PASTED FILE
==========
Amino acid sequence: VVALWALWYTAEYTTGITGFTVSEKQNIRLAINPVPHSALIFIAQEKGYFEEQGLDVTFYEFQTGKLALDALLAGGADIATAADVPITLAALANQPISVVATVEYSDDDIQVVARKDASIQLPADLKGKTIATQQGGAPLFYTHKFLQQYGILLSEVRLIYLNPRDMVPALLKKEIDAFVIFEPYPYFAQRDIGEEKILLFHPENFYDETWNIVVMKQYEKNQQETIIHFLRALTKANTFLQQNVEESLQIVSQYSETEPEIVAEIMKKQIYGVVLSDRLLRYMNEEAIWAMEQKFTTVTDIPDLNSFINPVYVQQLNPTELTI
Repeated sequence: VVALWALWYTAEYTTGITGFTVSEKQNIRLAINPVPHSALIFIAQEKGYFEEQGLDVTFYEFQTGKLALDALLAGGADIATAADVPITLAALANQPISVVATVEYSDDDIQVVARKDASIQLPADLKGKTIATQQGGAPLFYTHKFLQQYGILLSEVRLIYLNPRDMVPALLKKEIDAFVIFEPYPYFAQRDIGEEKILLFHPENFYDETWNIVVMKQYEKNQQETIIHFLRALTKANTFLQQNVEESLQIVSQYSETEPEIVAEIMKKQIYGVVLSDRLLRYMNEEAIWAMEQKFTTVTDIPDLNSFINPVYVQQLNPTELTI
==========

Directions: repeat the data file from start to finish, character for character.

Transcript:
Amino acid sequence: VVALWALWYTAEYTTGITGFTVSEKQNIRLAINPVPHSALIFIAQEKGYFEEQGLDVTFYEFQTGKLALDALLAGGADIATAADVPITLAALANQPISVVATVEYSDDDIQVVARKDASIQLPADLKGKTIATQQGGAPLFYTHKFLQQYGILLSEVRLIYLNPRDMVPALLKKEIDAFVIFEPYPYFAQRDIGEEKILLFHPENFYDETWNIVVMKQYEKNQQETIIHFLRALTKANTFLQQNVEESLQIVSQYSETEPEIVAEIMKKQIYGVVLSDRLLRYMNEEAIWAMEQKFTTVTDIPDLNSFINPVYVQQLNPTELTI
Repeated sequence: VVALWALWYTAEYTTGITGFTVSEKQNIRLAINPVPHSALIFIAQEKGYFEEQGLDVTFYEFQTGKLALDALLAGGADIATAADVPITLAALANQPISVVATVEYSDDDIQVVARKDASIQLPADLKGKTIATQQGGAPLFYTHKFLQQYGILLSEVRLIYLNPRDMVPALLKKEIDAFVIFEPYPYFAQRDIGEEKILLFHPENFYDETWNIVVMKQYEKNQQETIIHFLRALTKANTFLQQNVEESLQIVSQYSETEPEIVAEIMKKQIYGVVLSDRLLRYMNEEAIWAMEQKFTTVTDIPDLNSFINPVYVQQLNPTELTI